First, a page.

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Thanks, those are a bit pricey though.  No need to test but thanks for the info.  I kind of wanted to hold off using any more V1 stuff as from what I gather it's proprietary to IRIS.

 

Can this be done with the V2 sensors?

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I just added my Ecolink Door/Window sensor to Iris V2 and it paired as "New Device" but the system knows it is a contact sensor and will let me assign it as a Door, Window, or Other.  I connected two wires to the terminal block and the sensor shows as Open normally, and Closed when I short the two wires together.

 

NOTE: It appears that you must have the cover on this device for it to operate.  It pairs with the system without the cover on, but will not report Open/Closed until the cover is installed (I think it has a tamper switch).

 

Thanks again

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Thank you sir!

Sent from my iPhone using Tapatalk

In my experience as a low voltage tech, I've noticed that ADT installers tend to be lazy and incorrectly place the EOLR at the panel or do other 'creative' work. :)

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Yeah, in my home they did that even when the panel could support the no-resistor NC configuration natively.

 

On the flip side, as an end-user I'm also glad installers don't install EOLRs at each window or door when recessed contacts are used.  I'm not about to pull out each contact to reinstall resistors when panels are changed especially when those sensors are flush mounted with the window or door frames.

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You might look at the EcoLink Contact sensor (https://www.amazon.com/Ecolink-Security-Products-ECWST201-GE-Compatible/dp/B00A2X5GA4/ref=sr_1_1). It is supposed to work with Iris V2 and inside has a small terminal block with two connections to wire in to.

 

I found this link as well:

http://www.zwaveproducts.com/shop/z-wave-security/z-wave-door-and-window-sensors/z-wave-door-amp-window-sensor-1

 

Here is a document from EcoLink that describes what can be connected (see pages 3 and 4)

http://www.discoverecolink.com/wp-content/uploads/Zwave-Questions-and-Answers-1.2.pdf

 

I have one, but I have not tried using the terminal block to see if an external switch can be used with it. If you are interested I could try testing it out.

Enzo, the switch you linked to on Amazon says it operates at 319.5 MHz which I believe is the frequency used outside the USA. There is another version that operates at 908 MHz which is one of the frequencies used here in the USA. Did you actually use this 319 MHz switch in your system or do you have the 908 MHz version?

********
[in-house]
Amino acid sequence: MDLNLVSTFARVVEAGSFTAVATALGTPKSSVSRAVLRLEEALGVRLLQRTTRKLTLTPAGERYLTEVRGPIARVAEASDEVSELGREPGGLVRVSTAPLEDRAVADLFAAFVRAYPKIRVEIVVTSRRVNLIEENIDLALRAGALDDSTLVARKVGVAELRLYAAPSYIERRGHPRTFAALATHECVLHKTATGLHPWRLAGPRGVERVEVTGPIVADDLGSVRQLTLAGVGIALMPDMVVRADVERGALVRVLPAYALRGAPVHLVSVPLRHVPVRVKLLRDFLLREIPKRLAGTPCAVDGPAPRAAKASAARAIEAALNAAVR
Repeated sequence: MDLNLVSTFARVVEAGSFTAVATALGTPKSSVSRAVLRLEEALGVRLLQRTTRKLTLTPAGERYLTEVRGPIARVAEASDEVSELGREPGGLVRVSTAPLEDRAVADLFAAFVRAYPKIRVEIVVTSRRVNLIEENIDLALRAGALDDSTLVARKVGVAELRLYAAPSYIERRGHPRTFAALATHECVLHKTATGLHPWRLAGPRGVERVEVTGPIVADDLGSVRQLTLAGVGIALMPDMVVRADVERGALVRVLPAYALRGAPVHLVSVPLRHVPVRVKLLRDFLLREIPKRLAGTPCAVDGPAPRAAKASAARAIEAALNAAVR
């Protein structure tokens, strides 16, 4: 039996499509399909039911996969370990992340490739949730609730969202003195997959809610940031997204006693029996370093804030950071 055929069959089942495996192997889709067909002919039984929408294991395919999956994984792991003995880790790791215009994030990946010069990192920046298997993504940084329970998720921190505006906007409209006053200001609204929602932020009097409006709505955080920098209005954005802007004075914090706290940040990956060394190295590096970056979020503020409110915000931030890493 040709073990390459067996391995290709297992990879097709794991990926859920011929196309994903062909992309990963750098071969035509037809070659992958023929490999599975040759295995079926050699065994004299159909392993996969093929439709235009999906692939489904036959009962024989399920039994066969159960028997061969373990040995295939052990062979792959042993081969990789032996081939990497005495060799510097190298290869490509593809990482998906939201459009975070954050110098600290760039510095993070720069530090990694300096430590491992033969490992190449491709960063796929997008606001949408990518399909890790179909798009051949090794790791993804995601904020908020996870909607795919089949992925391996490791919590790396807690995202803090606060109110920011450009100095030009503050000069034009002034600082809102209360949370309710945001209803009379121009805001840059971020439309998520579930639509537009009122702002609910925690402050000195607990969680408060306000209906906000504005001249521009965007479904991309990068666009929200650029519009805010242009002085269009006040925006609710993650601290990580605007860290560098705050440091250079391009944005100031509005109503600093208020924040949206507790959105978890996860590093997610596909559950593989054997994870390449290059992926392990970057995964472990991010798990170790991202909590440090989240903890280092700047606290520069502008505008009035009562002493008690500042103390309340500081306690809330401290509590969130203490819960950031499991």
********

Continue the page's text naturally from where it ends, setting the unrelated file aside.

I'm interesting in using a couple of these to bring two perimeter zones from my old hard-wired system into Iris. In this way I can cover 10 ground accessible windows and all 6 doors in the house and garage with two contact switches. With multiple Iris motion sensors placed throughout the house to backup the door and windows switches and using the 2 out of 2 rule for alarm activation when AWAY, and use the door and window switches for perimeter protection with a single device trip to actuate the alarm when the system is set to PARTIAL.

Also, does anyone know if having multiple contact switches in close proximity to each other will cause interference between them. I would suspect it would if more than one were trying to communicate with the hub at the same time. You would get packet collisions in which case one or both transmissions to the hub might fail.

What is the closest spacing or distance that is acceptable?

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Also, does anyone know if having multiple contact switches in close proximity to each other will cause interference between them. I would suspect it would if more than one were trying to communicate with the hub at the same time. You would get packet collisions in which case one or both transmissions to the hub might fail.

What is the closest spacing or distance that is acceptable?

 

I don't think it matters. I use V1 contact sensors in my business and between uses which is sometimes several days they stay in a nylon tool bag and still report online, temp and battery level.

sparc likes this

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I recently added another 12 of these to my system and they were all paired and sitting together on the same table within a one foot area before I installed them and I didn't experience any issues.  Granted they weren't spaced together like that for an extended period of time but, like scunny mentioned, it shouldn't matter.